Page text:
Hello steemians! It’s been a while since our previous update where we shared our 2018 roadmap, our vision and mission statement, and introduced our new witness @steempress. Since then, we’ve gone through a transition period to begin working full time on SteemPress to realize the goals stated in the post, while also implementing changes according to the demands of our users and ensuring compatibility with changes made to the Steem blockchain.
The last few days following the latest hardfork on the 24th of September have been very busy for all active witnesses and application developers. Ourselves we have been working non-stop together with other top witnesses to ensure that the @steempress witness was running the latest updates as soon as they were implemented by other witnesses to fix the various problems that were introduced with HF20. As a result, our witness was updated and replayed 4 times in a matter of days and now runs on version 0.20.5 similar to all other top witnesses.
A few minor changes were also implemented following the fork to accompany the introduction of resource credits and changes to curation. These include handling resource credit errors when an account is low on resource credits and changing the time at which @steempress-io can cast its vote on new posts to 15 minutes as opposed to the 30 minutes before.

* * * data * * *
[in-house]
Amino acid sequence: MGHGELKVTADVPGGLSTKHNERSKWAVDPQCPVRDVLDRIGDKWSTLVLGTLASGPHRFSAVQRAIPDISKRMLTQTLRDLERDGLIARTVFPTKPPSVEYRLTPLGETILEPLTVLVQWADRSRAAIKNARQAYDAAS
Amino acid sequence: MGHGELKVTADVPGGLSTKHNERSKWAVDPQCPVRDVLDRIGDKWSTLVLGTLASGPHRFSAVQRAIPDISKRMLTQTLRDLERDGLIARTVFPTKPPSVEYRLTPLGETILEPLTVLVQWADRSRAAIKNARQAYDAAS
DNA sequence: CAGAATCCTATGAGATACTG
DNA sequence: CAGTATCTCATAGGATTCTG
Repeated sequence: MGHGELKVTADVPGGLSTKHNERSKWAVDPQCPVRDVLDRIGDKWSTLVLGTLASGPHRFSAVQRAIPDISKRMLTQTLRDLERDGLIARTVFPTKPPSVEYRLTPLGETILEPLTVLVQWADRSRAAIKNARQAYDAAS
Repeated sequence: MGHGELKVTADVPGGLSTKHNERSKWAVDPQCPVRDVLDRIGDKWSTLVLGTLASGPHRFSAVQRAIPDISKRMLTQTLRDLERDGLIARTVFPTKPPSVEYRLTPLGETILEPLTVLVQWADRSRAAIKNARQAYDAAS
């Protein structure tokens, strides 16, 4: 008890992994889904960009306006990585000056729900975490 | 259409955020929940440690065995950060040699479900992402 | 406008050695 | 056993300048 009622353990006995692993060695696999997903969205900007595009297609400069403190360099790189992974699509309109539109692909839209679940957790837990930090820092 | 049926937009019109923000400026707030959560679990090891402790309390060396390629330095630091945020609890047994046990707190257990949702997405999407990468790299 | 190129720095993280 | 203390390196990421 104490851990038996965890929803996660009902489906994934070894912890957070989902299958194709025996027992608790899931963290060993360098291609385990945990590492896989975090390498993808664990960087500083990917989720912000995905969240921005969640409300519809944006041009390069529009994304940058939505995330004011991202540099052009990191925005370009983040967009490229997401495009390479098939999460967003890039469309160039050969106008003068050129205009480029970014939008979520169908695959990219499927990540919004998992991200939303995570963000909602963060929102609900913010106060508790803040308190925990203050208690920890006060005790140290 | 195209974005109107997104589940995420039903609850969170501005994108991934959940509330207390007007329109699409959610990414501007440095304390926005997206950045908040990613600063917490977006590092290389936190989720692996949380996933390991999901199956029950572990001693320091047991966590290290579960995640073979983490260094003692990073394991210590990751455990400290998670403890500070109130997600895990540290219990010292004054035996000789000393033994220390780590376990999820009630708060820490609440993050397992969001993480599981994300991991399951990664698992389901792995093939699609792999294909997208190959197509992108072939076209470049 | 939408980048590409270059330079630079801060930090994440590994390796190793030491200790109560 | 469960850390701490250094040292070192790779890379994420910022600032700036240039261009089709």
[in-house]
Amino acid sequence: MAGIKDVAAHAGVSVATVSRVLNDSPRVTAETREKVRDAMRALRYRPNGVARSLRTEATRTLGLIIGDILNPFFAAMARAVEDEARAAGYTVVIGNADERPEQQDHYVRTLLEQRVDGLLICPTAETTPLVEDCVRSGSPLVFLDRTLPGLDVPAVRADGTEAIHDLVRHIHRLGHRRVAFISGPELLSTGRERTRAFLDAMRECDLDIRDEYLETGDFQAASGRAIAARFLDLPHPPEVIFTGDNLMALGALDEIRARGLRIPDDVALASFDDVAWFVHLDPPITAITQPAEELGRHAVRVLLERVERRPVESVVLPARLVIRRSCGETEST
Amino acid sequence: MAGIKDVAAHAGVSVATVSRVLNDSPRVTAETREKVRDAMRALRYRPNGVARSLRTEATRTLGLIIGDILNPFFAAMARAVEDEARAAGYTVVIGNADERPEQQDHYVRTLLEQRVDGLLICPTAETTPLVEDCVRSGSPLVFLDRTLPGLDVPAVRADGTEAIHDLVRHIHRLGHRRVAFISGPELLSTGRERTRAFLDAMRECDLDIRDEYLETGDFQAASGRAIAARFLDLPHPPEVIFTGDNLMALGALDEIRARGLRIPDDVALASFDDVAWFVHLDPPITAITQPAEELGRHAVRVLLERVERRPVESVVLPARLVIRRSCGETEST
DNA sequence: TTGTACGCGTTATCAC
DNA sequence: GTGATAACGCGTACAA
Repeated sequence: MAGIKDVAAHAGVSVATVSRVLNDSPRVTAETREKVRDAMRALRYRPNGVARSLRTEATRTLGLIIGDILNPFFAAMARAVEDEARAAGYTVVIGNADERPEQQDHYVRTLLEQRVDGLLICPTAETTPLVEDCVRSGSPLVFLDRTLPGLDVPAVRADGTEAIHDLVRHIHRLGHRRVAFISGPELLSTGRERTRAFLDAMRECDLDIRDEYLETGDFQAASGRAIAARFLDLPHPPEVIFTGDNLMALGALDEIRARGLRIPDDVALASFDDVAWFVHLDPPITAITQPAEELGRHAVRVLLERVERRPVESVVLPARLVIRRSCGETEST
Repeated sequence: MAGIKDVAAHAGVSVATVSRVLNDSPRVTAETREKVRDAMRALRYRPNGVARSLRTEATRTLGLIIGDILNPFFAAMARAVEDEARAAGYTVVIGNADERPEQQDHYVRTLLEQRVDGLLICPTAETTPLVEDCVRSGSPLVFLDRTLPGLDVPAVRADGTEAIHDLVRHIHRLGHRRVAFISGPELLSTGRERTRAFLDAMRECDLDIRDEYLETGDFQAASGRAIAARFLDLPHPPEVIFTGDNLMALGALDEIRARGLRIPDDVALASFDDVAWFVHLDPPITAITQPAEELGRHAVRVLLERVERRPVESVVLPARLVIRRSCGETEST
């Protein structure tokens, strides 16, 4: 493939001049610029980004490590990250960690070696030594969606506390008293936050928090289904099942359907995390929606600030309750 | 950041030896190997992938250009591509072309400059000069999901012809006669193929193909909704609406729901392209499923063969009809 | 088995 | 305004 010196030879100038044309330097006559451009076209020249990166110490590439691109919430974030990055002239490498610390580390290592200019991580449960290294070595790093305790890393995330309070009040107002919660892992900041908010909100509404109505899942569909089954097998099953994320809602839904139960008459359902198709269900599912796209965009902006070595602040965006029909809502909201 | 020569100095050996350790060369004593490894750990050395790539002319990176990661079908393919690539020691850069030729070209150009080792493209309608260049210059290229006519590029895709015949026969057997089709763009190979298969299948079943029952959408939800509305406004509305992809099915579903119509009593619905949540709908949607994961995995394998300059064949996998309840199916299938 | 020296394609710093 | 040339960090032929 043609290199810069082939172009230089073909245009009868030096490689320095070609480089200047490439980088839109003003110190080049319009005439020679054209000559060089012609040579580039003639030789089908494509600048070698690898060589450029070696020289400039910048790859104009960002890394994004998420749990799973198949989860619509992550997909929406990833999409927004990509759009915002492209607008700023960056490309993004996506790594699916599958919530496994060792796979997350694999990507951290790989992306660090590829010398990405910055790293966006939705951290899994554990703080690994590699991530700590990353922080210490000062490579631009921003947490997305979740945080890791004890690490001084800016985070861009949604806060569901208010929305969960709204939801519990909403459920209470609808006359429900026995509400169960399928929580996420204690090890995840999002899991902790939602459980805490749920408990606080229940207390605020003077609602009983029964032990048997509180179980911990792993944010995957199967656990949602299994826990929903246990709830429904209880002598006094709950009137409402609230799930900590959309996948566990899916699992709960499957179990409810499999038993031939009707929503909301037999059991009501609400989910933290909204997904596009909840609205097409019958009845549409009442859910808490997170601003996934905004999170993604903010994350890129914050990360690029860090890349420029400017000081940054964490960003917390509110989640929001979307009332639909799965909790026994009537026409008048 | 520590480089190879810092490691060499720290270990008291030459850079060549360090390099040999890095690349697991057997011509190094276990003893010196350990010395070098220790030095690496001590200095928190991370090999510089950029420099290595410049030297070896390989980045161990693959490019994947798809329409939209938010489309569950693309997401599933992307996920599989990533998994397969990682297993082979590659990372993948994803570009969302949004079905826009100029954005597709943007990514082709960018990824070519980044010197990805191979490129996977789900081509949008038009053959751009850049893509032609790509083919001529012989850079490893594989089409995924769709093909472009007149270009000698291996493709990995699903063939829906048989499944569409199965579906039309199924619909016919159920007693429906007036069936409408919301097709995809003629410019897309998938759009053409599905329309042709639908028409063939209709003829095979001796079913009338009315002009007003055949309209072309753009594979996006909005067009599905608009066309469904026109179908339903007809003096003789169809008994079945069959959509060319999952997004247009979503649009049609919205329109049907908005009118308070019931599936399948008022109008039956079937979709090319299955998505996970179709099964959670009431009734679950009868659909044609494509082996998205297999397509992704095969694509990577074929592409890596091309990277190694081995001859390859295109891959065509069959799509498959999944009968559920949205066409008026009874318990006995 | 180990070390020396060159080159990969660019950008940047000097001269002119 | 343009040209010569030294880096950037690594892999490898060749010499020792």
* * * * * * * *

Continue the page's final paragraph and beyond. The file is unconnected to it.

New post queue manager
One reoccurring problem that some of our users have had is when they accidentally bulk-post several old WordPress articles they have written using SteemPress. This could result in them spamming their Steem-blog, and thus also their followers, with several posts. Users who made this mistake had no other option but to contact us directly and have our assistance in deleting them. To make it more convenient for both ourselves and the users, we've built a new interface where you can see what posts have been scheduled to be posted to the blockchain and delete those that you do not want to post.
The post queue manager allows the user to see and delete posts are currently scheduled to be posted from their WordPress blog
Content discovery dashboard
For some time, we have used our own website, steempress.io, to browse posts that are made using our plug-in. Since we are receiving a lot of questions by users regarding how we find new posts, or whether they need to include the #steempress tag to be seen by us, we thought we would briefly introduce this tool even though it is still work in progress.
The SteemPress content discovery dashboard allow any user to browse content published with SteemPress, or on the Steem blockchain generally, based on their own search criteria. The website's design is still a work in progress.
The dashboard is intended to give any curators a more convenient way to discover content and find authors on the Steem blockchain or to browse SteemPress content in particular. The dashboard presents search options that the browser can set to improve their search. Furthermore, by logging in using SteemConnect, a user can create their own blacklists of users whose content they would like to hide from their search (i-e spammers, or proven plagiarists). While we are aware that alternative solutions exist, we hope that the tool can prove valuable to other Steem communities and projects and in particular to the many communities that we trail.